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Freshers' Flu

How to deal with Fresher's Flu

The chances are that in your first couple of weeks of University you will catch Freshers’ Flu. Too many Freshers’ parties, late nights and alcoholic beverages and your immune system might just surrender. It is estimated that 90% of new students will fall victim. It is not actually flu, but it can make you feel pretty lousy. Symptoms include fever, sore throat, severe headache, coughing and general discomfort.

Here are a few tips to help you deal with Freshers’ Flu.

Eat properly

If you are not used to cooking for yourself or if you have been happily living on a diet of kebabs and cereal, it will not help. Your body needs some vitamins. Get your five a day and help your immune system boost its defences. A pizza might seem appealing, but it is not your friend six nights on the run. Go on, be a devil, eat some fruit. Fruit might seem expensive, so look for fruit that is in season. Apples, blackberries, plums and pears are all in season in September. Don’t buy fruit in packs, buy single pieces which might be cheaper from your local greengrocer.  

Sleep

You need your sleep. You might think sleep is for the weak, but your body will thank you for it. If you are out late every night and up early for lectures, you won’t give yourself anytime to recover. Don’t worry about missing an amazing night out as there will be many, many more to come. Getting a good night’s sleep will help you to feel better sooner and save you some money for an even bigger night out when you are recovered.

Stay In

It’s freshers’ week, there are so many places, parties and good times to be had. You don’t want to be the miserable one staying in and feeling sorry for yourself. The chances are that if you are ill, some of your friends and flat mates might also be suffering. You can still all have a good night in the warmth of your student halls. It might not seem like it, but missing one night isn’t the end of the world.

Dose yourself up

Some simple paracetamol or over the counter cold remedies can help alleviate your symptoms. Hot honey and lemon can also help soothe a sore throat and cough and make you feel all warm and fuzzy inside, well warm at least.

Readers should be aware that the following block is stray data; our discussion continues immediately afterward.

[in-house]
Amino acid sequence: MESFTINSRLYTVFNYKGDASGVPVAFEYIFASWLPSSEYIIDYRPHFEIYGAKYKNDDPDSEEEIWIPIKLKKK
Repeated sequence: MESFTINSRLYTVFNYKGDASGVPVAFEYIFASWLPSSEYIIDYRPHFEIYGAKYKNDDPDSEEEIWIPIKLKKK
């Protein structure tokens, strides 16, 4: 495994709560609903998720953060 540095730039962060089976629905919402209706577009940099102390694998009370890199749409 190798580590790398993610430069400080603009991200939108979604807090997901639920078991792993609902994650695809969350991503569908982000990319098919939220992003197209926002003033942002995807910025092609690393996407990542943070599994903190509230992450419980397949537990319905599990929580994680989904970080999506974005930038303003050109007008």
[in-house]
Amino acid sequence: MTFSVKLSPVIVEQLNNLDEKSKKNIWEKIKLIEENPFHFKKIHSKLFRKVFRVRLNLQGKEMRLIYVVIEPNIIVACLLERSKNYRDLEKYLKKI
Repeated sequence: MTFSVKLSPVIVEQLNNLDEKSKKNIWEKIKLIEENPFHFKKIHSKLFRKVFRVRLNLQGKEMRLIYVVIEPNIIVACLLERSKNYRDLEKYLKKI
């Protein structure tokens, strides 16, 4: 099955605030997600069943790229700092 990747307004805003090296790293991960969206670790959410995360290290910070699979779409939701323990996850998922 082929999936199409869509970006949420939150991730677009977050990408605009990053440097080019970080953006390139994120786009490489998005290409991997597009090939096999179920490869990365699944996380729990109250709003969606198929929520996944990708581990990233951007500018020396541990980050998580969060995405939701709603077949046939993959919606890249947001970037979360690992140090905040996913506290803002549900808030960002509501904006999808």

Avoid alcohol

Alcohol will weaken your defences and slow your recovery, so try and have a night off. Don’t succumb to pressure to down more strange coloured shots that taste like mouthwash, live the dream and have a luxurious, hot, steamy mug of tea. You’ll be glad when you wake up the next morning all rested and recuperated.

Wash your hands

You may well be very hygienic and routinely wash your hands so that they are clean enough for you to perform surgery, but not everyone else is as conscientious as you. In your first couple of weeks you will come into contact with others who might not be as careful about their hand hygiene. Keep thoroughly washing your hands and invest in some antibacterial hand gel or wipes.

Don’t get stressed

Starting University is a stressful time. You have moved to a new place, been thrown into a new environment with new people and you’ve got lectures and a new campus to find your way around. Add in some homesickness and some anxiety about your course and it’s about as stressful as you can get. If you had a bow and arrow it might just feel like you’ve been thrown into the Hunger Games. Stress will make you feel much worse.

Remember that everyone is in the same boat, you will not be the only person feeling this way. Take a deep breath, follow the advice above and you will soon be taking University life in your stride.


About the author

Nia Williams

Nia Williams

Nia graduated in Hotel and Catering Management before completing a MA in Public Relations. She has worked in marketing and fundraising for a number of years before joining Wrexham Glyndwr University as Alumni and Fundraising Executive.

To get in touch with Nia email nia.williams@glyndwr.ac.uk

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